Vaccines Europe - 18 Oct 2023
Around 100 people gathered in person and online to participate in the 2023 EU Flu Day event at the European Parliament. Kindly hosted by MEP István Ujhelyi (S&D, Hungary), as well as with the participation of MEP Dolors Montserrat (EPP, Spain), the event brought together healthcare players and policymakers to discuss how to increase flu vaccination uptake and better protect people in Europe from seasonal influenza.
Participants included policymakers, academics, representatives of healthcare professionals (HCPs), patient groups and vaccine developers, as well as students. What’s more, many people and organisations from across Europe took part in the #EUFluDay campaign on social media.
This year’s EU Flu Day put the spotlight on how to support doctors, nurses and pharmacists in their important work in administering flu vaccinations and informing people on the value of vaccination.
In that spirit, the Steering Group on Influenza Vaccination issued a set of Policy Recommendations for Empowering healthcare professionals for everyone’s protection. These detail different ways regional, national and European policymakers can support HCPs’ important work in boosting flu vaccine uptake.
Opening the event, MEP István Ujhelyi described how, fuelled by the COVID-19 pandemic, health policy, once considered a narrow national competence, has risen on the EU agenda. He emphasised the importance of advocacy in Brussels to push for stronger EU policies on vaccination and argued that health challenges have major impacts on other policy areas.
Isabel De la Mata Barranco, Principal Advisor for Health and Crisis Management in the European Commission’s DG SANTE, outlined current EU policy actions in the field of flu vaccination. She highlighted the ECDC’s work on surveillance of flu vaccination coverage rates, including a new report on flu vaccination recommendations and coverage in different EU countries. The publication shows that, for the 2020-2021 flu season, vaccination rates for people over 65 varied from just 4.5% in Latvia to 75% in Denmark. What is more, the report notes that national data on the flu vaccination of adults with chronic conditions is “very scarce”.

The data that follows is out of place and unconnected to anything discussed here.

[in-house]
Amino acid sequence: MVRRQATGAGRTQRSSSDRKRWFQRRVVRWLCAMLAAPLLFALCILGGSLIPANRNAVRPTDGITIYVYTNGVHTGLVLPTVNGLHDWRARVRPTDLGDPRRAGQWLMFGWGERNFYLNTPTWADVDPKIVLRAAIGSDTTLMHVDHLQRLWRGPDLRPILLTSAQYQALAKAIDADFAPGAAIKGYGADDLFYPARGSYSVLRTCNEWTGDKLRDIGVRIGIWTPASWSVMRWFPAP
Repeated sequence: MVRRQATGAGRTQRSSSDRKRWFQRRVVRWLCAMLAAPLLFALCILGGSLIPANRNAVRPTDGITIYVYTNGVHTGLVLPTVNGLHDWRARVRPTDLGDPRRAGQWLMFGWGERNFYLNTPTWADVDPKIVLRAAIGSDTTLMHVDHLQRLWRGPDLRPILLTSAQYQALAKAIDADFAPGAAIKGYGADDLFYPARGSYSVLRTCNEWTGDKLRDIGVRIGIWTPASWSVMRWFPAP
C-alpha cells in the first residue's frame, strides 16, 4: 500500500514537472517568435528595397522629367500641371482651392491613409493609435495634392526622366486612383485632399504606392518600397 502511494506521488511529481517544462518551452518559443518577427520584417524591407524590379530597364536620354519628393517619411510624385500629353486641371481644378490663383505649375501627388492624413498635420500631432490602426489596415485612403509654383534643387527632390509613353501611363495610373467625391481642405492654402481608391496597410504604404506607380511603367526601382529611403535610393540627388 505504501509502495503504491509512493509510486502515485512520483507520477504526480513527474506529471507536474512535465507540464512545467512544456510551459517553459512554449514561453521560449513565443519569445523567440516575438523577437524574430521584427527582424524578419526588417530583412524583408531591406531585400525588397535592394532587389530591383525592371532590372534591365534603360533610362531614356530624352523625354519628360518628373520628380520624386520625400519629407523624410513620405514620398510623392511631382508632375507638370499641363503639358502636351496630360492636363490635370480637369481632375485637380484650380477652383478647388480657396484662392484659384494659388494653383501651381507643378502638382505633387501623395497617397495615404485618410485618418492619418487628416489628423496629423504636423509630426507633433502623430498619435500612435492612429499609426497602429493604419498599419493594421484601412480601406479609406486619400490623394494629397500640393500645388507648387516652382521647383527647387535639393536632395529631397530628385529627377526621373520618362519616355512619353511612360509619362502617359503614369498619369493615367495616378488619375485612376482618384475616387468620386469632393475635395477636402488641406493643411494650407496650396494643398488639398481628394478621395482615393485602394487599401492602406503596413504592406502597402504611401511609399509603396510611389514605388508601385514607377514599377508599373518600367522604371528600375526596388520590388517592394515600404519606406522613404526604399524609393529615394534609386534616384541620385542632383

In terms of policy actions on infectious diseases, Ms De la Mata Barranco said the EU4Health programme is investing 100 million euros to enhance national surveillance systems so that policymakers can react quickly when infections spread. She also pointed to the EU institutions’ collaborations on this issue with the WHO and ECDC.
Professor Colin Russell, Board Chair of the European Scientific Working Group on Influenza and other Respiratory Viruses (ESWI) and a Member of the Steering Group, highlighted the burden of flu and the benefits of vaccination. Up to 50 million people in the EU are infected with seasonal influenza every year, leadings to tens of thousands of deaths, tens of millions of lost workdays and tremendous strain on health systems. Professor Russell noted that flu vaccination is a cost-effective way of preventing infections, reducing risk to both individuals and societies.
Emilie Karafillakis, European Research Lead at the Vaccine Confidence Project and Member of the Steering Group, presented research on vaccine confidence across different populations. She noted that belief in the safety and importance of flu vaccination was high in the general population and among HCPs. However, HCPs often do not recommend flu vaccination to different vulnerable groups, such as pregnant women, due to lack of clear vaccination recommendations at national level. She advised listening to people hesitant about vaccination rather than stigmatising them.
Professor George Griffin, Board Member and former President of the Federation of European Academies of Medicines (FEAM) argued for the importance of vaccine accessibility. Getting vaccinated should be convenient and digital systems prompting people to get vaccinated should be simple and functional. He concluded emphatically on the need to tackle flu: “We forget about influenza at our peril. It’s as simple as that.”
Ilaria Passarani, Secretary General of European Community Pharmacists (PGEU), also emphasised the importance of accessibility. Currently 15 EU countries allow vaccination in pharmacies for various diseases, including COVID-19 and flu. She said that vaccination in pharmacies enables higher coverage rates and that pharmacists can also have an important role in identifying and prompting vulnerable people visiting their pharmacy to get vaccinated.
Susanna Palkonen, Director of the European Federation of Allergy and Airways Diseases Patients Associations (EFA), said seasonal influenza can be extremely dangerous to certain key vulnerable groups, including those represented by EFA. She noted that HCPs are time and time again found to be the most trusted source of information for patients. As reminders and convenience are crucial to increasing people’s willingness to get vaccinated, Ms Palkonen recommended using digital tools to prompt people to get vaccinated and to set appointments.
MEP Montserrat closed the event by recalling the enduring importance of flu vaccination as well as the essential role of HCPs. Flu vaccination is a powerful way of making healthcare systems more resilient and sustainable overall, as recently demonstrated during last winter’s “tripledemic” of infectious diseases. She emphasised the importance of pharmacists in rural areas where a doctor’s office or hospital are far way, as well as the need to combat disinformation and fake news. Noting that her native Spain’s flu vaccination coverage for people over 65 had increased in recent years, MEP Montserrat concluded that political will can lead to significant increases in vaccination uptake.